With pitchers and catchers reporting this week, the start of baseball in 2017 is upon us. Here’s just a small taste of some baseball analytics to get you ready for the upcoming season.
Two interesting elements of the Chicago Cubs success last season was their dominance at home (57-24) and a 15-5 record in interleague play. Let’s, however, focus on their winning ways at Wrigley Field.
The Cubs last year became the 36th team in MLB history to win 57 or more games at home in a season. They were the first team to reach 57 wins at home since the 2011 Milwaukee Brewers won 57 games at Miller Park that season.
Of the 36 teams that have reached 57 or more wins at home in a season, 23 went on to play in the World Series that year with 12 winning the championship (the Cubs became the 12th team to do so.) That means that 13 of the 36 did not reach the World Series in the season they won 57 or more games at home. The aforementioned 2011 Brewers were the last team to fail to reach the World Series in a season where they won 57 or more games at home..
Here’s a look at the 12 teams to win the World Series in the same year they won 57+ games at home.
Year, Team, Home Wins in that title season
2016 Chicago Cubs, 57
2009 New York Yankees, 57
1998 New York Yankees, 62
1975 Cincinnati Reds, 64
1970 Baltimore Orioles, 59
1961 New York Yankees, 65
1942 St. Louis Cardinals, 60
1937 New York Yankees, 57
1932 New York Yankees, 62
1930 Philadelphia A’s, 58
1929 Philadelphia A’s, 57
1927 New York Yankees, 57
The 1961 Yanks top the list with most wins at home in a season, 65. The ’75 Big Red Machine is next with 64 wins at home. Ten of the 12 teams that won 60 or more games at home in a season eventually made it to the World Series that year with only five winning that crown that year (1932 Yankees, 1942 Cardinals, 1961 Yankees, 1975 Reds and the 1998 Yankees).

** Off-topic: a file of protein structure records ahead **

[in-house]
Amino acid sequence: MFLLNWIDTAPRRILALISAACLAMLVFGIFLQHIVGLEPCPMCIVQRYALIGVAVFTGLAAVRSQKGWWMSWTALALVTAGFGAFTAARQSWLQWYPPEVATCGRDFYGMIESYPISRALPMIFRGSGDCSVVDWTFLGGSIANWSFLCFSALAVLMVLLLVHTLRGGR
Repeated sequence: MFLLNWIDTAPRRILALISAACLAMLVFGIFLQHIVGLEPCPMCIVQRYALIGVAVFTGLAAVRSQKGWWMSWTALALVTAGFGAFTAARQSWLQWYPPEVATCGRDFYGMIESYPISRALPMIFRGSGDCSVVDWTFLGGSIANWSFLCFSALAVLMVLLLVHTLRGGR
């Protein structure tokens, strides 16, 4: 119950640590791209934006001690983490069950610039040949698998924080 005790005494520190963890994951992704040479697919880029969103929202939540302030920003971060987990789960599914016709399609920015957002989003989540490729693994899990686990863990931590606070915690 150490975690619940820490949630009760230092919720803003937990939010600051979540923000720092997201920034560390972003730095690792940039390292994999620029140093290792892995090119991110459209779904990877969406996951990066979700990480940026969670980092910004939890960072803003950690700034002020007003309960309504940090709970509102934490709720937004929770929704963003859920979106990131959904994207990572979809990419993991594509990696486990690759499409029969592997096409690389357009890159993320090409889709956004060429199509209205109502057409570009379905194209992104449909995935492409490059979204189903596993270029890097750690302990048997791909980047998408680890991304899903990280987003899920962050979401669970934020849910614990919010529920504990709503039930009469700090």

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The Chicago Cubs last night got their 90th win of the season, becoming the first team to reach that number in 2016. For the Cubs, it was also the first time the franchise has won 90 games in back-to-back seasons since 1930.
Three franchises, Colorado, Miami and San Diego, have never won 90 games in back-to-back seasons. Of the other 27 MLB teams, it looks like the Kansas City Royals will now replace the Cubs as the franchise with the longest drought to having 90-win seasons in consecutive years. The Royals have not won 90 in back-to-back years since 1978 (Note: There is a slim chance the Royals will erase that this year… more on that in a minute).
Following are the longest droughts for MLB teams to win 90 games in back-to-back seasons. (Year listed is the last season they won 90 games in back-to-back seasons.)
Never: Colorado, Miami, San Diego
1978: Kansas City
1980: Washington (as the Montreal Expos)
2000: New York Mets
2004: Minnesota, San Francisco
2006: Chicago White Sox
2009: Boston, Los Angeles Angels
2012: New York Yankees
2013: Atlanta, Cincinnati, Oakland, Tampa Bay, Texas
2015: Los Angeles Dodgers, St. Louis
2016: Chicago Cubs
Seven teams last year won 90 or more games: the Cubs, Royals, Dodgers, Mets, Pirates, Cardinals and Blue Jays. As noted above, the Cubs have already reached 90 wins this season for a back-to-back 90-win campaign. Of the other six teams, it doesn’t look like all will repeat this season. Pittsburgh will have to g0 21-1 to reach 90 wins this year… Kansas City will have to go 18-4… St. Louis will need to go 16-6… the New York Mets will have to go 15-6… Toronto will have to go 13-9… and the los Angeles Dodgers will have to go 11-11 to reach 90 wins.
When the calendar turned over to July last Friday, each of the 30 MLB teams were at or near the mid-point in their season. The sports pages showed two divisional leaders with leads of seven games or more over their closest competitor… a good sign, right?
In the last 20 seasons (since 1996), there have been 16 teams that had a divisional lead of at least seven games at the start of the day on July 1. Of those 16, how many do you think won the World Series that year? How many do you think failed to make the playoffs that year? That answer in a minute.
This year the Chicago Cubs had the biggest division lead of the six divisions with an 11-game advantage over the St. Louis Cardinals in the National League Central. In the America League, the Texas Rangers were 8.5 games ahead of division rival Houston in the West. The other four division leaders on July 1 (Washington, San Francisco, Baltimore and Cleveland) had leads of five or six games.